- Their reality check. Because sometimes, the runner is going to need to slow down. Or drink more or less. Or stop chasing someone just ahead of them and get back into their own race.
- Their emotional support. Because people go to weird places at Badwater. They feel a lot. They cry and laugh and sob and giggle hysterically all in the same breath. Sometimes while laying on the side of the road.
Yes, all this while living in that crowded, sweaty van, covered with sticky sunscreen and basically eating snack food for a day and a half.
Just one more thing, though: now get ready to run 10 – 20 miles, because it’s time to pace. So that divide and conquer idea I mentioned? Here’s how it breaks down: one person is driving. One person is pacing. One person is crewing. And one person is trying to take their rest break, while the hatch of the van is constantly going up and down, and the coolers are being opened and closed, and ice is being broken and scooped. And that’s a best case scenario with a full crew of four.
I repeat: It is one of the most incredible, wonderful, fulfilling experiences I have ever had. It is also the hardest I have ever worked.
- Watch the runner receive adulation(!) at the finish line.
- Transport this rancid-smelling emotional piece of goo down the mountain.
- Make sure they are relatively lucid and eating/drinking.
- Attempt to convince them to bathe before collapsing in the bed.
- Cleaning out that awful van.
In the unlikely case that the bullets haven’t fully made my point, let me be a bit more prosaic. Badwater is a team sport, and the runner is the most insignificant part of the equation. Yes, the runner will cover an extremely difficult 135 miles in an extreme environment, but it is the CREW that completes this race. And as the best crews develop their rhythm over the course of the event, they seem to almost become an extension of runner themselves, with three or four people somehow functioning as one body. Rare is the Badwater runner that doesn’t treat their crew like gold; without the crew, there is no race, and there is no finish line.
So who did I convince to take this on? My fearsome foursome of Badwater veterans is my absolute dream crew, and I simply couldn’t be more excited to share this experience with them.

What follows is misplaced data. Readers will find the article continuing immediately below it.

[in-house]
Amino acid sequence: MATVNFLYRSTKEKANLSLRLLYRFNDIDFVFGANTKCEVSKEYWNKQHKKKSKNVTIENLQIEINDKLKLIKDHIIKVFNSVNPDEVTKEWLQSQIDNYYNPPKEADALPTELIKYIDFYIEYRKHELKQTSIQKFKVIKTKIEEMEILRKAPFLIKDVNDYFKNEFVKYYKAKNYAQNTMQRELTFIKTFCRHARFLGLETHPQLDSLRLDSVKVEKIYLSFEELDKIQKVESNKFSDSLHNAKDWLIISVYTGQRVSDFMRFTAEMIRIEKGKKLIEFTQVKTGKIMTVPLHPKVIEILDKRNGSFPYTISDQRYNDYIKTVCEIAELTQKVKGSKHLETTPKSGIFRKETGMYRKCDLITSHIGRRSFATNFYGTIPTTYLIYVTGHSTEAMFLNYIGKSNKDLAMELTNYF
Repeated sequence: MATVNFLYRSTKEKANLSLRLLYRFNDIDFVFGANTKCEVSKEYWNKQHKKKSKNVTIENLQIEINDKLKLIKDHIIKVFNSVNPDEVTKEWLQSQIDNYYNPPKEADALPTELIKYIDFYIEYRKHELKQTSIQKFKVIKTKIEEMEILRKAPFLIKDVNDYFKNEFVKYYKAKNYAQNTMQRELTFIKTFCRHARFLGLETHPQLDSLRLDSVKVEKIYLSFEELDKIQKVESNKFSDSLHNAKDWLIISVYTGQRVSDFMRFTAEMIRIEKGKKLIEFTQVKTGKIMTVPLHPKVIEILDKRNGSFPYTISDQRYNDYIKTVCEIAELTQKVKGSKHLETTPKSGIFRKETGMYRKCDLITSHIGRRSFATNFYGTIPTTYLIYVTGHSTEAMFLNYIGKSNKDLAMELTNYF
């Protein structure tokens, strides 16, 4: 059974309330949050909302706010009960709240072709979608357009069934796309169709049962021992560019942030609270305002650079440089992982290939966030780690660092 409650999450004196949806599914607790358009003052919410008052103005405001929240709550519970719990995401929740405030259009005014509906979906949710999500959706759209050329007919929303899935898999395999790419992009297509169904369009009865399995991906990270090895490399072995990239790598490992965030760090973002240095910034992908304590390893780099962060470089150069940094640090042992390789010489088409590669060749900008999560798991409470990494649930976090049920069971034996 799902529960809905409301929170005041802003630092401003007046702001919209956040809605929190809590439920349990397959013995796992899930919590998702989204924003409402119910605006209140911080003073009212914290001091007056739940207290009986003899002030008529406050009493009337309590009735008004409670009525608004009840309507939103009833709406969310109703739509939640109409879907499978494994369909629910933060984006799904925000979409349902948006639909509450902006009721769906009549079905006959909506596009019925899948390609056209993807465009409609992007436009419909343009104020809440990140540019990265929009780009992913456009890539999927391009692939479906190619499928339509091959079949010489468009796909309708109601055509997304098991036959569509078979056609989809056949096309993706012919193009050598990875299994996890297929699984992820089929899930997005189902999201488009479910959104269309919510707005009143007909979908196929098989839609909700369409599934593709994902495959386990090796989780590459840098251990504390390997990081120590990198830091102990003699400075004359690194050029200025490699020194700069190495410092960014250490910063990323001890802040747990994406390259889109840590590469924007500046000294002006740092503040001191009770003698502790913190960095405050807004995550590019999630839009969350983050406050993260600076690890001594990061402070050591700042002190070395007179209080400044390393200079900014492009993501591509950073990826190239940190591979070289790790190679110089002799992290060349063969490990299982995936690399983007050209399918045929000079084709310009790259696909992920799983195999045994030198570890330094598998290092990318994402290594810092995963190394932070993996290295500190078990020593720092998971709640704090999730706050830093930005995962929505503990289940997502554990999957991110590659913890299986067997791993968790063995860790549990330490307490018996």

Robin: Robin has crewed Badwater twice before, and has also been my #1 crew person almost every time I’ve run Burning River. She knows my running, and she knows instinctively when something’s not right – sometimes before I do. She also knows how to let me figure out my low spots myself. In the non-running world, Robin is a spirit sister. Life has knit our lives together, and friend is too mild a word for who she is and has been to me.
George: Robin’s husband, a Badwater crewing veteran, and my pacer at my very first 100-miler. George will be the calming force, but also won’t let me sandbag. He knows when I have more in me than I’m letting on, and he knows how to get it out of me. He is methodical and analytical, but only in the interest of throwing down when it counts: sub-3:20 at Boston at 56 with a negative split kind of thing.
Steve: Another Badwater crewing veteran, and a long-time member of my local trail/ultrarunner family. Steve and I have covered many miles and many conversations together, from Mohican to Burning River to Western States, where I paced him through a long 45 miles that included snakes (not real) and skeletons (real). We have seen each other at our running best and puking worst. And Steve is not only taking a week off from work for this, but a week away from his amazing wife and two young children. I couldn’t be more grateful, or more excited to have someone with whom I share so much running history on my team.
And last, and never ever least but always greatest, my best friend, my favorite person in the world, my soulmate, my spirit twin, and the only Badwater finisher on our team, my husband Darris. The one who believes in me when I can’t believe in myself; the one who knows what I’m capable of long before I do; the one who loves me not only because of who I am, but in spite of who I am. There is no one in the world who knows me better than he does, and there is no one who knows what I’ll face out there better than he does. Without him, my world would cease to exist. With him, my world makes perfect sense. I slept on the side of the road with him at his Badwater, and during that 40 hours, he taught me every single thing I need to know not just about running Badwater, but about life: you always get up.
I can think of few things less selfless than helping someone else achieve their dream. It is a precious gift, and the true work of a Badwater crew.